In the last couple of years I had to cope with mental health issues, a world-wide pandemic, and other life events that seriously messed with my ability to run roleplaying games. At this point I am making some major steps towards getting back into the GM’s chair. And since I don’t want to repeat the mistakes of the past, I’m trying to do things differently than usual. Let me share some of the things I did, perhaps they might be useful to you as well.
When I decided to run a D&D 5th Edition game, I approached a couple of good friends, people who I trust and who have always been supporting me. They might not necessarily be the most experienced roleplayers but I know they have my back and they have always been focused on making the game fun for everyone. They have always been the first cornerstone in my plan to overcome my crippling GM anxiety. With a couple of friends to support me, what could go wrong?
Back in the day I mostly improvised a lot of things on the spot. Unfortunately this only works when I am at the top of my game and this definitely isn’t the case at this point. Doing some prep also should help with feeling more confident. I started by looking for the perfect introductory adventure. At first I thought using one of the classic D&D adventures like “Keep on the Borderlands” would be nice, but there are a couple of issues with that idea. Most of these adventure modules from the times of yore haven’t really aged well and the way these old adventures have been written doesn’t really support the. I thought about getting Goodman Games’ Original Adventures Reincarnated, which are pretty cool if you are a D&D aficionado, but might fall flat if you are totally new to the game.
In the end I decided to just run the short adventure Matthew Colville created in a video of his “Running The Game” Youtube series. It’s easily dropped into any campaign world, short enough to be played in one session and has all the elements of a classic D&D adventure module: a tavern, goblins, traps, a lost tomb, a riddle and loot! It’s easy enough so I can keep the whole adventure memorized, but I also found a slightly fleshed-out version on the ‘net which I’ll make use of.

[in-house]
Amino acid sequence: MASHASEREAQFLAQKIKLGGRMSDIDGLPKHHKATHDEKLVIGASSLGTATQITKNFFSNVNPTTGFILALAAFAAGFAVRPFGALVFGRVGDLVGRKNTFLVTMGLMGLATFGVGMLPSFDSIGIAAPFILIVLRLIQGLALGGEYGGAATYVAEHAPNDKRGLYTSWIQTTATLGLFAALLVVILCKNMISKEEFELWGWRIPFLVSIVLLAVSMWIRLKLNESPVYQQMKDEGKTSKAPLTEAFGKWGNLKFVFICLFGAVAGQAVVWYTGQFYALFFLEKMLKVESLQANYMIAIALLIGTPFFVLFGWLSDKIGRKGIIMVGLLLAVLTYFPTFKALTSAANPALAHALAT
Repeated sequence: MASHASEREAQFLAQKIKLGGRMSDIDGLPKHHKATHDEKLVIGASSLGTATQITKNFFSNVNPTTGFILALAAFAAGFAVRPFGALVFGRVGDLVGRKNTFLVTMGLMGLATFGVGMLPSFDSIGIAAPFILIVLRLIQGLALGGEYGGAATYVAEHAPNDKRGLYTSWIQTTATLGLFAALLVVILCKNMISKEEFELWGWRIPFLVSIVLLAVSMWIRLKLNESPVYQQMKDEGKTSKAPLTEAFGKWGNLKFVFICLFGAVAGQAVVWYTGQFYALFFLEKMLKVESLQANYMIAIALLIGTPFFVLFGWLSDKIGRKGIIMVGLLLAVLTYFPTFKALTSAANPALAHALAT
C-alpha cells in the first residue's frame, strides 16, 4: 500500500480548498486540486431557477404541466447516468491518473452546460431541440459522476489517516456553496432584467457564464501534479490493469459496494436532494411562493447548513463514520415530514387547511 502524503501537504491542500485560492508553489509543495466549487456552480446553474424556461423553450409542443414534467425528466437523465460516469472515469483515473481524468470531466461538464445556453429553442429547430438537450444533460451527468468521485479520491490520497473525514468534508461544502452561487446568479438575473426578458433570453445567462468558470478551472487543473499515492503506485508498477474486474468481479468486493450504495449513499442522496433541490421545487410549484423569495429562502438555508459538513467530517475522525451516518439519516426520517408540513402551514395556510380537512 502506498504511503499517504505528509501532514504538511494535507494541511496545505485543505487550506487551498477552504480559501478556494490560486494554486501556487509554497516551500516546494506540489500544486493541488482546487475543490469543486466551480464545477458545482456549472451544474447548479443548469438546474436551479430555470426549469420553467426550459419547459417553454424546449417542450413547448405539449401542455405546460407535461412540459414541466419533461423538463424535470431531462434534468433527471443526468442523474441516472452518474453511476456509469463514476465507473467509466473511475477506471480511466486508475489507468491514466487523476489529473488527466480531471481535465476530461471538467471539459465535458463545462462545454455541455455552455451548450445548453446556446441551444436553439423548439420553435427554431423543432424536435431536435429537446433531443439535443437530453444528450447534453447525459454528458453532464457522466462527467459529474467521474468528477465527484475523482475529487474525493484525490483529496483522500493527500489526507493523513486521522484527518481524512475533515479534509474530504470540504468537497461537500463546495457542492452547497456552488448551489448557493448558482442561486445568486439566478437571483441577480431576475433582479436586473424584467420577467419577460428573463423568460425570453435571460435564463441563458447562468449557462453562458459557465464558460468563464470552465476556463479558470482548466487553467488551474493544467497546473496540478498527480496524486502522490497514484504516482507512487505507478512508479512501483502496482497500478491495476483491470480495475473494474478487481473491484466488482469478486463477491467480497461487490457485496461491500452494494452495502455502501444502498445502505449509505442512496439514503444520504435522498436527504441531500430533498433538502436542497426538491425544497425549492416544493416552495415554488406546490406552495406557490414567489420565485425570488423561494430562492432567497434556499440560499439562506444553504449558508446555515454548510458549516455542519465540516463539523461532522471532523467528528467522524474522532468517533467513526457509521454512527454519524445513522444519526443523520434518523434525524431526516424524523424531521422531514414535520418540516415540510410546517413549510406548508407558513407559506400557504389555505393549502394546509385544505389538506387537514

As a next step I used Fast Character to create about twenty characters for my players to pick from. There are all the usual suspects from a human barbarian to an elven ranger or a halfling rogue, but also a couple of more uncommon choices. If the one-shot is a success, I’d love to start a regular campaign, and if that happens there’s more than enough time for each player to create a custom character.
Plans for the future
If everything works more or less planned the one-shot will be followed by a proper campaign. At this moment I think playing once per month should work both for me an my players. I already have some ideas for a couple of campaign hooks, but I haven’t really made up my mind when it comes to a setting. Initially I wanted to create a setting from scratch. One the one hand, playing in one own’s homebrew setting can be very rewarding and a lot of fun. On the other hand creating a setting might easily become an overwhelming task. If there’s one thing I am trying to avoid at the moment it’s feeling overwhelmed. D&D 5th Edition’s version of the Forgotten Realms may work for me, though. It’s definitely one of the more iconic D&D settings. If I disregard all the material from older editions and the published adventures, there’s even not too much canon to consider.
There are two sources which I highly recommend if you are interested in running/preparing a D&D 5th edition campaign: the aforementioned “Running The Game” series by Matt Colville, and Michael E. Shea’s “Return of the Lazy Dungeon Master” and its companion book “The Lazy DM’s Workbook”. Even though I have over 20 years of experience as a GM there’s always room for improvement and who says an old dog can’t learn a few new tricks? 😉